Thursday, September 25, 2008

Same Planet, Different Worlds

In spite of reports that Sarah Palin is not convinced that global warming is man-made, Republicans still appear to embrace the basic concept of energy efficiency. Why? Because it makes sense. It reduces expenses. It saves money. It’s cost effective. And, as people are starting to realize in today’s economic climate: It’s not only how much you make that’s important, it’s how much you spend.

A number of conservatives, including Palin, take energy efficiency very seriously. Their desire to be energy efficient – to reduce energy waste and to increase our productivity in relation to our energy consumption – could be a common link between Democrats and Republicans.

The Republican National Convention earlier this month provided a Green Fact Sheet for how they are running an Eco-Friendly Convention by using flexible-fuel and hybrid vehicles, developing a paperless system for recruiting and registering volunteers, and using the internet and other modes of communication that do not involve physical travel.

The Xcel Energy Center in St. Paul-Minneapolis, which was the hosting venue for the RNC, also boasts of an extensive recycling program for plastic, glass and paper as well as for used cooking oil. Hot water is produced by District Energy , which uses wood chips (biomass) as well as natural gas, oil, and “clean burning coal” to fuel its heating and cooling systems. And low-flow faucets are installed in all the restrooms.

Given a choice between something that is cost effective and something that is not, both Democrats and Republicans will apparently chose the former. And that may be our common ground.

In his August 29, 2008 post on , Hank Green (cool last name) wrote: "It's not about asking people to choose, it's giving them a better choice. If you build a light bulb that's cheaper to buy, cheaper to run, has better light quality, and works exactly the same, people won't be choosing a better technology, they'll be choosing the only technology left."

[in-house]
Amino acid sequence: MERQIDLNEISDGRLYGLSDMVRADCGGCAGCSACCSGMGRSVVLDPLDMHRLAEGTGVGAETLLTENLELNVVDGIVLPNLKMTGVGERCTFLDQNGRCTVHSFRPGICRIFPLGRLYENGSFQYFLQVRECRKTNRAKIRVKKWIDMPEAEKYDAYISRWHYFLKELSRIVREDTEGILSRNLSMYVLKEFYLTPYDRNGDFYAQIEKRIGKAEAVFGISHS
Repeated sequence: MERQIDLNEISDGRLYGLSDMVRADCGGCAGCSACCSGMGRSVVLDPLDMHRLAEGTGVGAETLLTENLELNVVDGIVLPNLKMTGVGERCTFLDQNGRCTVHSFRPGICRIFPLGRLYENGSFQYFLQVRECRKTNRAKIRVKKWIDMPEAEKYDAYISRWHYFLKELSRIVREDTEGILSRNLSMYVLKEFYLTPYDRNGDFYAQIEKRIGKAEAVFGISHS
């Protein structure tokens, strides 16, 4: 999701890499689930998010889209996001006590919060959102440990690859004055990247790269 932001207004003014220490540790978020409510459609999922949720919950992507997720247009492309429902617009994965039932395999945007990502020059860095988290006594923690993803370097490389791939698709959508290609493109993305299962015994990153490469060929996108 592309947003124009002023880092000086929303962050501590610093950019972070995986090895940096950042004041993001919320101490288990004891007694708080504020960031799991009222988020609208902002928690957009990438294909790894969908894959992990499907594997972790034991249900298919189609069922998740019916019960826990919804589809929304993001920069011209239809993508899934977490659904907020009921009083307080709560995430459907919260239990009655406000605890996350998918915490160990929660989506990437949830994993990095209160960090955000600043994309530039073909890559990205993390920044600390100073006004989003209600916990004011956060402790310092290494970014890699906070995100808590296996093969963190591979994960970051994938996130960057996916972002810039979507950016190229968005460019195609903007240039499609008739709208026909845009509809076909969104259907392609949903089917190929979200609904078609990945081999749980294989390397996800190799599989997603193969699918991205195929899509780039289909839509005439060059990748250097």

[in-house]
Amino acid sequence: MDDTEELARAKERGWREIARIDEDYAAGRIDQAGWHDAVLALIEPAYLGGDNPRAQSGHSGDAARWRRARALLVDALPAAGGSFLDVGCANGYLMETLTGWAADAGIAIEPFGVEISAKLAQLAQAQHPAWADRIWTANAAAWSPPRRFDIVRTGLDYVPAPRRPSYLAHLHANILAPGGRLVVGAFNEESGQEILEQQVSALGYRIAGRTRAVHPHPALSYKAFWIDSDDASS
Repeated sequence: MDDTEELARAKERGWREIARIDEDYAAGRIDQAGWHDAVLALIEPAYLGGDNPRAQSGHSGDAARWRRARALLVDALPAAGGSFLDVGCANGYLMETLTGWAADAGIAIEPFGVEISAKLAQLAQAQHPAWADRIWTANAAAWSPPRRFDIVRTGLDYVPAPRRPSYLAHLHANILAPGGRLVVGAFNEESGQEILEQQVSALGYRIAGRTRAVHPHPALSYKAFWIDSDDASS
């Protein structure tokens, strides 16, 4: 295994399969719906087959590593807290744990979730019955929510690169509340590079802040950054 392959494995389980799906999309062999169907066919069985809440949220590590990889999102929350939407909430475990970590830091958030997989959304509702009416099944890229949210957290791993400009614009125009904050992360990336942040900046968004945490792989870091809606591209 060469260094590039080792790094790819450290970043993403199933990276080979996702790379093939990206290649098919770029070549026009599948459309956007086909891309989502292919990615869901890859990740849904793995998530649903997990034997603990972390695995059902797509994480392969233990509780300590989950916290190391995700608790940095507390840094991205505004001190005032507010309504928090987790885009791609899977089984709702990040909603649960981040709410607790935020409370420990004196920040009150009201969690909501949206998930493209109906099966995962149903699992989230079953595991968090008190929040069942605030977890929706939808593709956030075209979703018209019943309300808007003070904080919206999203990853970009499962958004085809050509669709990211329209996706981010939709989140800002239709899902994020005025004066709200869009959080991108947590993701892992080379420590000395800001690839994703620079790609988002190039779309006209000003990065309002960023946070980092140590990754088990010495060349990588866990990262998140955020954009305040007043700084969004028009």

Regardless of their political ideology, most people admit that the way to an American’s heart is through his or her wallet. Provide people with an alternative that makes financial sense – especially in hard times – and they will take it every time.

Tuesday, September 2, 2008

The Accidental Environmentalist

This past week the official site of the Democratic National Convention offered an entire “Greening” page on their website, which included several useful Green Tips of the Week

My favorite is Tip #38:

Stop Mail Delivery of Catalogs
Catalog Choice is a FREE service which offers participants the ability to choose which catalogs end up in their mailbox. The steps are simple and you can opt out of most catalogs through one comprehensive website. Visit for more information and to choose which catalogs you wish to discontinue. The mission of Catalog Choice is to reduce the number of repeat and unwanted catalog mailings, and to promote the adoption of sustainable industry best practices. Choose to shop online at your favorite retailers rather than using their catalogs!

I'm not a big fan of catalogs anyway, so this is a win-win for me and for the environment. And really, at the end of the day, that is what will inspire me to be more green. Like most Americans, my sense of altruism only goes so far. At some point, I have to see a clear, positive outcome in order to stick with a learned behavior.

I am not an environmentalist by nature (no pun intended); but I am concerned about what is happening to our planet, and I do want to help make things better. I won’t debate with anyone whether global warming is real or not. The fact of the matter is, regardless, we are polluting our planet and squandering our natural resources to such an extent that even the most hardened skeptic must at some point address the issue of sustainability.

On January 26, 2007, President George W. Bush issued Executive Order 13423, which states:
…“sustainable” means to create and maintain conditions, under which humans and nature can exist in productive harmony, that permit fulfilling the social, economic, and other requirements of present and future generations of Americans…

If we stop bickering about the topics of the day and start dealing with the real issues – that is, what each of us can do, personally, to reduce, recycle, reuse, and rethink our current lifestyle and business choices – we might all become accidental environmentalists…and improve our bottom line while we’re at it.